Place the batter over the top of the slices. Bake for 20- 25 minutes or until a skewer inserted in the centre of the cakes comes out clean. As these cakes are small, they may need a little less cooking, but they are also quite moist, so may need the allotted time. My advice is check after 15 minutes and keep checking thereafter.
Remove from the oven once cooked and cool the tin on a wire rack. When the cakes are cool (not cold), carefully remove each mini cake from the mold.  Even more carefully, take off the bases and peel away the baking paper.
Brush the mini cakes with the blood orange syrup and serve.

Passionfruit Buttermilk Cakes

Passionfruit are plentiful and quite well priced in June in Sydney. I’m addicted to their heady sweet and tangy taste and the lovely mellow yellow colour they give to cakes and icings. I also love the depth of flavour that cooking with buttermilk gives to cakes and breads. I was keen to try the cheat’s buttermilk you can make using regular milk. Simply add lemon juice or vinegar to milk, or even lime juice, and you have a pretty good substitute!

Here is the recipe for these passionfruit beauties. You can make them dainty or scale them up as I did, using my three tier muffin molds.

Ingredients

Cakes

200g self-raising flour

125g caster sugar

125g butter

2 large free-range eggs

1/2 tsp vanilla extract

125mls buttermilk 0r cheat’s buttermilk ( I added the juice of half a lime to regular milk)

Pulp from 4 passionfruit

Passionfruit Icing

250g icing sugar, sifted

Pulp from 2 passionfruit + 1 passionfruit for the optional fondant icing

1 tbs passionfruit fondant creme (optional)

Method

Cakes

Preheat the oven to 160 degrees C.  You can make this little cakes in any fancy molds you have on hand. The cakes pictured were baked in my Silverwood three tier muffin molds. I buttered and floured these molds. You can use any standard 12 cup muffin tin.  Line the muffin tin with cupcake cases.

Put all the ingredients except the pasionfruit pulp in a food processor and blitz till smooth.  Stir the passionfruit pulp into the batter.

Spoon the mixture into the molds or paper cases. If you’re using fancy molds like mine you will get 6 sizeable cakes. Using a regular muffin tin,  you will get 8-12 cakes, depending on how big you want them.

Place the tin in the oven and bake for 15 minutes or until the cakes are cooked and golden on top.

Cool the cakes in their molds or muffin tin for 5 minutes, then carefully remove from the molds or muffin tin and finish cooling on a wire rack.

Ice with a generous amount of passionfruit icing, letting it drip down the sides of the cakes.

Passionfruit Icing

In a bowl, mix together the icing sugar and passionfruit pulp and beat well. If the icing is too soft, or runny, then add more icing sugar to get the desired consistency.

Optional –  I mixed a tablespoon of passionfruit fondant creme (warmed gently in the microwave for a minute or two) with the pulp of 1 passionfruit. This made a very yellow icing which I drizzled on top of of the other icing. More for effect than anything else!

 

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Ottolenghi’s Rosemary, Olive Oil and Orange Cake

 

This is a lovely cake from the wonderful Middle Eastern inspired food impresario Yotam Ottolenghi.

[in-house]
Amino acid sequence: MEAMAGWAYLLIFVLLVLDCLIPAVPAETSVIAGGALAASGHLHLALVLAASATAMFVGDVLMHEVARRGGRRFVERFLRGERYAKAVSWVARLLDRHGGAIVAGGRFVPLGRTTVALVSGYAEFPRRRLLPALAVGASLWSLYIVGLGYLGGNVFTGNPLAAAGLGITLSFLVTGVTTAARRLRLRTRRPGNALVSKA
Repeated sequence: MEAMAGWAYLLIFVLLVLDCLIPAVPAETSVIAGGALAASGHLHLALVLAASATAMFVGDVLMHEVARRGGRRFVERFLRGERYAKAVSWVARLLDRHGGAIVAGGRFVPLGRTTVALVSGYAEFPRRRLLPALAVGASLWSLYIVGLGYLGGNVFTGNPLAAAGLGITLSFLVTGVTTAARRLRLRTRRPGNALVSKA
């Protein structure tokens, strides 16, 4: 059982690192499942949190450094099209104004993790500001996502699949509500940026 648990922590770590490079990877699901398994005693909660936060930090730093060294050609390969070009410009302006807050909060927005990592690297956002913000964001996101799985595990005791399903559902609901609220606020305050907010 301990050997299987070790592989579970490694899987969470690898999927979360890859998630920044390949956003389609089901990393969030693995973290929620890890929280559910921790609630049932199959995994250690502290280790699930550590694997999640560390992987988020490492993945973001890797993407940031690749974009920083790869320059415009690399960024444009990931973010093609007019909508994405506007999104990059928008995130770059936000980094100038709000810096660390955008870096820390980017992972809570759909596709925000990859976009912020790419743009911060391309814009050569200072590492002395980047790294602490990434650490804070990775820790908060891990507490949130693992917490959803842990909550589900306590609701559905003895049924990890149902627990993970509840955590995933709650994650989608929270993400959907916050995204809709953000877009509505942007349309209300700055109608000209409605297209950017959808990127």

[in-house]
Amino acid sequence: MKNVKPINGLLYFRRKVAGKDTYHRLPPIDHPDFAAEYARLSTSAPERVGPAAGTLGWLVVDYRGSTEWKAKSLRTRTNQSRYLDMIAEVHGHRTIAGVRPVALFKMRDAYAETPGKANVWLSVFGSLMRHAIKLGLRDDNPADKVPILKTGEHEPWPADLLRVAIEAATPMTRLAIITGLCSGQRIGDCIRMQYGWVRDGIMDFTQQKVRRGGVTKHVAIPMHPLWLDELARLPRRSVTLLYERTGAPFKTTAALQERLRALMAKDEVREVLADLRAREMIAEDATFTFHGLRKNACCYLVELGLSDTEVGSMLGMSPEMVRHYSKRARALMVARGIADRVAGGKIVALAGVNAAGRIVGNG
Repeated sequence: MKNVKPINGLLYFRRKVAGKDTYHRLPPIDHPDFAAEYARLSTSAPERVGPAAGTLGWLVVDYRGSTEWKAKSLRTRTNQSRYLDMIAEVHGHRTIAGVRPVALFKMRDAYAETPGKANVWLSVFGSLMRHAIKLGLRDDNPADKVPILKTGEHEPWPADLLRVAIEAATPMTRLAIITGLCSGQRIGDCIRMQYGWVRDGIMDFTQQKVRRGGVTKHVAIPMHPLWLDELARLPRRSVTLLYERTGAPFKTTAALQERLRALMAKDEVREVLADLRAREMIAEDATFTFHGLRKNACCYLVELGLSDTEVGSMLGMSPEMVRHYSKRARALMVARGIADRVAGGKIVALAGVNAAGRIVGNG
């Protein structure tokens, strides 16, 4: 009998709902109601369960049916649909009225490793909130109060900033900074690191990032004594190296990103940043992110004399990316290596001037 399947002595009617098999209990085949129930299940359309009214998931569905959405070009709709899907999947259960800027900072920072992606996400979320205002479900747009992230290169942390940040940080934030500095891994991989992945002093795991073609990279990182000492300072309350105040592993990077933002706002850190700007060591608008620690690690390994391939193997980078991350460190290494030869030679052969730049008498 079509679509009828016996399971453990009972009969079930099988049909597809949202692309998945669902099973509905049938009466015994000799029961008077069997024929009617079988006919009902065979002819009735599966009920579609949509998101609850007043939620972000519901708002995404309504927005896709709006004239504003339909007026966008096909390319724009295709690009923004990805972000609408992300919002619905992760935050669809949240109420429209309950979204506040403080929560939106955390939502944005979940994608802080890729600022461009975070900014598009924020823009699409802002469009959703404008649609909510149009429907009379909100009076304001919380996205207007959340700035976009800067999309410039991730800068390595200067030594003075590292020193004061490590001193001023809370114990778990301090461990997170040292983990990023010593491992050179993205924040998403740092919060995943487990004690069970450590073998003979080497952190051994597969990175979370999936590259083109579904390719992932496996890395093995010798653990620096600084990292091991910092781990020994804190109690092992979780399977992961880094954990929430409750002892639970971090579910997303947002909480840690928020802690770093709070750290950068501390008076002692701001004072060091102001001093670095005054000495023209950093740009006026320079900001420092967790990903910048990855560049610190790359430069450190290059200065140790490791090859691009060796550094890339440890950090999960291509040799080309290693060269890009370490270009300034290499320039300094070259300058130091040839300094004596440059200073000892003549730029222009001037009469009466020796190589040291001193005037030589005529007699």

It’s fragrant with rosemary inside the cake, and the orange and lemon icing gives the cake a great citrus tang.

Although there are few steps to the recipe, it’s actually quite easy. You could leave out crystallising the rosemary sprigs to save time, but the sprigs are a nice aromatic touch plus they look great on the cake!

You could bake the cake in an ordinary tin, but if you have a bundt tin, make it in that, so the icing can drip down the centre of the cake.

I made the recipe with unusually, no tweaks of my own, so here is Yotam’s recipe largely unaltered.

Ingredients

FOR THE CRYSTALLIZED ROSEMARY:
10 small rosemary sprigs, no more than 3 cms each in size (see note)
1 egg white, lightly whisked
2 teaspoons caster sugar
FOR THE CAKE:
About 30 grams unsalted butter, softened, for greasing the tin
240 grams plain flour plus more to flour the tin
160 mls extra-virgin olive oil
120 grams caster sugar
1 tablespoon finely grated orange zest (from about 1 1/2 oranges)
1 ½ tablespoons/7 grams packed finely chopped rosemary leaves
2 large free-range eggs
130 grams sour cream
2 teaspoons baking powder
¼ teaspoon salt
FOR THE ORANGE ICING:
1 ½ tablespoons freshly squeezed orange juice
2 ½ teaspoons freshly squeezed lemon juice
150 grams sifted icing sugar

Method

At least six hours before you plan to ice the cake, prepare the crystallised rosemary: Brush rosemary on all sides with a little of the egg white and then dip it in the sugar, so the needles are lightly coated on all sides. Set aside on a wire rack to dry. Repeat with remaining rosemary. *Note: You want small, decorative clusters of needles. The simplest way to do this is to pull the smaller, bottom-most clumps off of large sprigs, or trim off the very tops of several sprigs.

Make the cake: Heat oven to 160 degree C. Generously grease a 9 inch/23 cm Bundt tin with half the butter and refrigerate for 10 minutes. Butter again, generously, and then flour it, tapping away the excess.

Put olive oil, superfine sugar, orange zest and chopped rosemary leaves in the bowl of an electric mixer fitted with the whisk attachment. Whisk on medium speed until combined, then add eggs, one at a time. Whisk for another minute, until thick, then add sour cream and mix until combined on low speed. Scrape down the sides of the bowl and the whisk.

Sift flour, baking powder and salt together into a small bowl. Add the dry ingredients to the olive oil mixture and mix until combined. Increase speed to high and whisk for 1 minute.